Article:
Istanbul Turkey Culture
Istanbul is without doubt one of the largest cities in the world, located in the Marmara region of Turkey. Asia Minor became the Byzantine Empire, in which three great cities were created: Constantinople, Istanbul and Constantinople - Istanbul. Istanbul is the second largest city in Turkey and the third largest in Europe after London. Throughout history, it has been named after the city of Istanbul and its sister city, the capital of Constantinople.
The Communist bloc and Turkey's role in NATO have essentially prevented Central Asia from becoming closely associated with Turkish culture in the country, many of which are closely linked to it through language, religion, and tradition.
As Yardimici pointed out, Istanbul is a cultural center that influences the global cultural network. As it is also closely linked to other global centres, citizens are aware of the importance of Istanbul's role as a hub for the international cultural life of Central Asia and the Middle East.
Indeed, some areas of eastern Turkey are doing the same, such as Istanbul and Bodrum. The Asian or Anatolian side, as the Turks call it, is felt in many parts of the country, particularly in eastern Turkey.
The richness of Turkish cuisine is based on the products grown in the countries of Asia and Anatolia and the geographical conditions that characterize the character of Turkish cuisine. Turkey's culture combines elements from the cultures of the Middle East, Europe, Asia, Africa, South America and the Asia-Pacific region.
It is impossible to summarize all traditions in one article, as other cultures have been interwoven throughout history. Turkish traditions and culture are so diverse and so diverse that they do not fit into a simple definition.
While people in the cosmopolitan centers of Istanbul and Ankara will understand that they do not know the intricacies of Muslim practices and beliefs, people in more distant countries are less likely to cut off their breath if they accidentally lapse into ignorance. It is important to explore other cultures, especially those that are experienced on the more relaxed back of Turkey's cultural spectrum.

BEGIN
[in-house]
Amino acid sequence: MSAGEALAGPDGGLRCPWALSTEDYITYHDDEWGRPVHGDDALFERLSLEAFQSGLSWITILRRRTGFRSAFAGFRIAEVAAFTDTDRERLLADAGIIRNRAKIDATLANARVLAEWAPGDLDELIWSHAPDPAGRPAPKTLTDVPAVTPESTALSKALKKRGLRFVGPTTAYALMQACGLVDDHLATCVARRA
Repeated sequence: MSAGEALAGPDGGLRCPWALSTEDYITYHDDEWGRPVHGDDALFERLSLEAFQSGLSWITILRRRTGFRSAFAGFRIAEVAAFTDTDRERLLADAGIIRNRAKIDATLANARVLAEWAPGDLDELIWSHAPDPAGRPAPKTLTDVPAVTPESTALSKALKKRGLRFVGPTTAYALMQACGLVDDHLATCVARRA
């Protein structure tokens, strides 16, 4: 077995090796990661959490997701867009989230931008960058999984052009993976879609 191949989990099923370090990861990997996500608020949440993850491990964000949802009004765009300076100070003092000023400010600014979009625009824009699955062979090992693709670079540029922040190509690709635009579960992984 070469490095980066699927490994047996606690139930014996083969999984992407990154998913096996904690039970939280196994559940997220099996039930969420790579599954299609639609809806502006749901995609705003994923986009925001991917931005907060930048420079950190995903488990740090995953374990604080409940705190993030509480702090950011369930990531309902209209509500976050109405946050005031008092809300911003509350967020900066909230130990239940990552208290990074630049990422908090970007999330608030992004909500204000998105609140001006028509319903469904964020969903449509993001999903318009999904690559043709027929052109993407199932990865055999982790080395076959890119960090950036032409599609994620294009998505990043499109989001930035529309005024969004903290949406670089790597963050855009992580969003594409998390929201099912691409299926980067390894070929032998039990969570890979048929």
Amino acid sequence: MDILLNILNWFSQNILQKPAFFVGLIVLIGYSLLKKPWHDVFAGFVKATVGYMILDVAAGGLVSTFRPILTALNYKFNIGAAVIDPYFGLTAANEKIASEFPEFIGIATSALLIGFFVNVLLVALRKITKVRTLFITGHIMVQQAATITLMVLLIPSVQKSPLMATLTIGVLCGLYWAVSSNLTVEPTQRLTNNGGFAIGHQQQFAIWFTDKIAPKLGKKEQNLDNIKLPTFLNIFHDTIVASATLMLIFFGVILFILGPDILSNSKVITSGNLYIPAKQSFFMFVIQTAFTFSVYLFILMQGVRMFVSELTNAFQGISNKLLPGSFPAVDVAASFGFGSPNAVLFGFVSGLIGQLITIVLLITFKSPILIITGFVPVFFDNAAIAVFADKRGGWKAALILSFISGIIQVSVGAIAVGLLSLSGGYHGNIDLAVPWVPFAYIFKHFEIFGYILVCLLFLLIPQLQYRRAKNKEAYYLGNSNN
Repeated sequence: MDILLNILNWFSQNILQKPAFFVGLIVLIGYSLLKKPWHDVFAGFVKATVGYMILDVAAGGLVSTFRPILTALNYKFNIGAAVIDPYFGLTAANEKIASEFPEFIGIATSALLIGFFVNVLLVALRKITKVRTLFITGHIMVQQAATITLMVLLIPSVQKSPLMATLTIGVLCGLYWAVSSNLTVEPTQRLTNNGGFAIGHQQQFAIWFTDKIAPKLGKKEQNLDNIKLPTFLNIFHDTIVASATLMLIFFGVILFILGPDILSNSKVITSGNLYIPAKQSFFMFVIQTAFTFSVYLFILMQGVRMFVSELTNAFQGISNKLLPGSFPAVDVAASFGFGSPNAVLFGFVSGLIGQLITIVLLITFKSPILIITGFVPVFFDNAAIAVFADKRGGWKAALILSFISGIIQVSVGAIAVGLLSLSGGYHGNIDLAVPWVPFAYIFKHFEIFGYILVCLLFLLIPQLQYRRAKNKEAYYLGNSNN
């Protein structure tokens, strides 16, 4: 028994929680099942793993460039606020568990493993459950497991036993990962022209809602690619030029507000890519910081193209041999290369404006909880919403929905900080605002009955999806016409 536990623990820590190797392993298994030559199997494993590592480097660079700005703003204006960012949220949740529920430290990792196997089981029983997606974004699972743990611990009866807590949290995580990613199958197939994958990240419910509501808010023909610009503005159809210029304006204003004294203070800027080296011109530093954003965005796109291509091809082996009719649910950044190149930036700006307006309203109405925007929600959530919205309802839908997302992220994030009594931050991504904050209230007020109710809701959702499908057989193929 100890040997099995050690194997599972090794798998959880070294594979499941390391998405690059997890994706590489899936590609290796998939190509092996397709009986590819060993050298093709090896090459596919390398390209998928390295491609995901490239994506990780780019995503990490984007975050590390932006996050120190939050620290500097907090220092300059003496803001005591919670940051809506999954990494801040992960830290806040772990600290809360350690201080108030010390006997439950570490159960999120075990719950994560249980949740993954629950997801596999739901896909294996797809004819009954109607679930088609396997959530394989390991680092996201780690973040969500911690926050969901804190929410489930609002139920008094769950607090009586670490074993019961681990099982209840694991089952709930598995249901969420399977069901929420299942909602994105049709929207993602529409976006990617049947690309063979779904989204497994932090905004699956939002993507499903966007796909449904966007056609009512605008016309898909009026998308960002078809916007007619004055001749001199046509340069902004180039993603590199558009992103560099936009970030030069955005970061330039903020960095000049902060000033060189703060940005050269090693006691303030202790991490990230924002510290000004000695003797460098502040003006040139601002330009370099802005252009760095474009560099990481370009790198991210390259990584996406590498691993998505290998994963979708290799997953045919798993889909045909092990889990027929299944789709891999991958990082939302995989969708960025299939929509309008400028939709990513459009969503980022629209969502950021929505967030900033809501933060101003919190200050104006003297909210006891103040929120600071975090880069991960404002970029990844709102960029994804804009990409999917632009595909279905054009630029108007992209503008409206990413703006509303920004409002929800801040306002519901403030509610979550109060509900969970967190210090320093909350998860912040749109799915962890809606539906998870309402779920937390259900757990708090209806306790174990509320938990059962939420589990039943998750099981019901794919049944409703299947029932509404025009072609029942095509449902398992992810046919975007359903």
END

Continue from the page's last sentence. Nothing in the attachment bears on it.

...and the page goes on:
If you are looking for a hotel in the heart of Istanbul, Barcelo Istanbul is the perfect choice. Istanbul has been a transcontinental city for centuries, spanning the Bosphorus strait, and its central location was the main reason why the Roman, Byzantine and Ottoman empires chose it as their capital. Counting of the Sultanahmet, which is so important in some areas that it has maintained its status as the capital of both the Byzantine and Istanbul empires , there is a huge heritage to experience when visiting Istanbul.
Istanbul is a city of cultural and historical significance, and some of the best memories are of the people you meet in this international city.
Welcoming strangers from all over the world is just one aspect of Turkish culture that makes you smile and feel like a lifelong friend. When I visited my Istanbul apartment and a friend's villa in Bodrum, the rule was "no shoes." To know something about Turkish culture: You have to drink a few cups of tea every day.
The Ottoman Empire was multinational and multicultural, and the unique alloy that we now call "the culture of Asia Minor" was fused together over thousands of years. The new Turkey that Ataturk founded, however, was different from that of his predecessor, which had established itself in the Middle East and North Africa, as well as in Europe and Asia. This, however, led to the cosmopolitan modernity in Istanbul colliding with the West. Minorities such as Kurds, Armenians, Assyrians, Greeks, Turks, Arabs, Jews, Muslims, Christians, Hindus, Buddhists, Zoroastrians, etc. were included, but they all merged into one culture.
In an effort to promote a unified "Turkish" identity, the resettlement policy of 1934 imposed a policy of driving non-Turks, including Jews, out of Turkish culture, a decision that has deeply angered many Islamists, conservatives, and nationalists. To answer the question: "What is" Turkish culture "? " We must admit that the Ottoman Empire has had a long history of inter-ethnic conflict for centuries. The desacralization of Hagia Sophia was one of the first examples of this conflict between Ottoman culture and the West. Ottoman art from the early first Ottoman period, when it was in search of new ideas, to modernity.
The historical areas of Istanbul have a number of key features that indicate that this part of the city escaped major changes and decay in the 19th and 20th centuries and was already protected by national legislation at the time of the inscription. These include the famous monuments of Hagia Sophia, designed by Anthemios Tralles in 532-537 and Isidoros of Miletus, and the complex of the Süleymaniye Mosque, designed by architect Sinan in the years 1550-1557. The buildings erected in the Ottoman Empire from the 14th to the 16th centuries, in particular the Grand Mosque of Istanbul, are also considered to be works of this early period.